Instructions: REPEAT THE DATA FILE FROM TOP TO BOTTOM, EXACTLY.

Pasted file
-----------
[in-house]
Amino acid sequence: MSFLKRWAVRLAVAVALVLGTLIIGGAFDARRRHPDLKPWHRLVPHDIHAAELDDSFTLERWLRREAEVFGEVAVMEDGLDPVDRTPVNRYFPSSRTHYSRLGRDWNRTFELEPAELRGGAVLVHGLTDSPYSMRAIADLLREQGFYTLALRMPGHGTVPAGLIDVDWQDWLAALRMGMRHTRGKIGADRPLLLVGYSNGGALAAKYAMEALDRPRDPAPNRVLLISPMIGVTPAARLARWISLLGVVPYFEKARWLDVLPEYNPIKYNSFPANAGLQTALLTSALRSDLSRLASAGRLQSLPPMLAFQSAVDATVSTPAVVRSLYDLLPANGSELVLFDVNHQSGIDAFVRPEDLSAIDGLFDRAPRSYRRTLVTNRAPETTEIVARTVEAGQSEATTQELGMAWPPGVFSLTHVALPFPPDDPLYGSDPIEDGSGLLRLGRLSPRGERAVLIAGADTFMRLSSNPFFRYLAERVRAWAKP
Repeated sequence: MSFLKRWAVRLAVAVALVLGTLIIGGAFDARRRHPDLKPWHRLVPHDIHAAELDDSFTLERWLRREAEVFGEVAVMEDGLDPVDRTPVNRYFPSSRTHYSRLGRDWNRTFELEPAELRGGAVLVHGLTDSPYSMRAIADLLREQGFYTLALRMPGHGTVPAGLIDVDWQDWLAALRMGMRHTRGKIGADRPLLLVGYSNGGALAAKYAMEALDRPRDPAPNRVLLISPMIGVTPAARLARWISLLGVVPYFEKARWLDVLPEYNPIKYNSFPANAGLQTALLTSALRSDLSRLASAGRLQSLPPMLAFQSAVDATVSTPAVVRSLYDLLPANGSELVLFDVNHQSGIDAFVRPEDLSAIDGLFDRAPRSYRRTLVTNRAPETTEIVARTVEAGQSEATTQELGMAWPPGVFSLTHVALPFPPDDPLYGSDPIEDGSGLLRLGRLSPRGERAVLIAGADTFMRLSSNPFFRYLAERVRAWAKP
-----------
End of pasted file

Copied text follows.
[in-house]
Amino acid sequence: MSFLKRWAVRLAVAVALVLGTLIIGGAFDARRRHPDLKPWHRLVPHDIHAAELDDSFTLERWLRREAEVFGEVAVMEDGLDPVDRTPVNRYFPSSRTHYSRLGRDWNRTFELEPAELRGGAVLVHGLTDSPYSMRAIADLLREQGFYTLALRMPGHGTVPAGLIDVDWQDWLAALRMGMRHTRGKIGADRPLLLVGYSNGGALAAKYAMEALDRPRDPAPNRVLLISPMIGVTPAARLARWISLLGVVPYFEKARWLDVLPEYNPIKYNSFPANAGLQTALLTSALRSDLSRLASAGRLQSLPPMLAFQSAVDATVSTPAVVRSLYDLLPANGSELVLFDVNHQSGIDAFVRPEDLSAIDGLFDRAPRSYRRTLVTNRAPETTEIVARTVEAGQSEATTQELGMAWPPGVFSLTHVALPFPPDDPLYGSDPIEDGSGLLRLGRLSPRGERAVLIAGADTFMRLSSNPFFRYLAERVRAWAKP
Repeated sequence: MSFLKRWAVRLAVAVALVLGTLIIGGAFDARRRHPDLKPWHRLVPHDIHAAELDDSFTLERWLRREAEVFGEVAVMEDGLDPVDRTPVNRYFPSSRTHYSRLGRDWNRTFELEPAELRGGAVLVHGLTDSPYSMRAIADLLREQGFYTLALRMPGHGTVPAGLIDVDWQDWLAALRMGMRHTRGKIGADRPLLLVGYSNGGALAAKYAMEALDRPRDPAPNRVLLISPMIGVTPAARLARWISLLGVVPYFEKARWLDVLPEYNPIKYNSFPANAGLQTALLTSALRSDLSRLASAGRLQSLPPMLAFQSAVDATVSTPAVVRSLYDLLPANGSELVLFDVNHQSGIDAFVRPEDLSAIDGLFDRAPRSYRRTLVTNRAPETTEIVARTVEAGQSEATTQELGMAWPPGVFSLTHVALPFPPDDPLYGSDPIEDGSGLLRLGRLSPRGERAVLIAGADTFMRLSSNPFFRYLAERVRAWAKP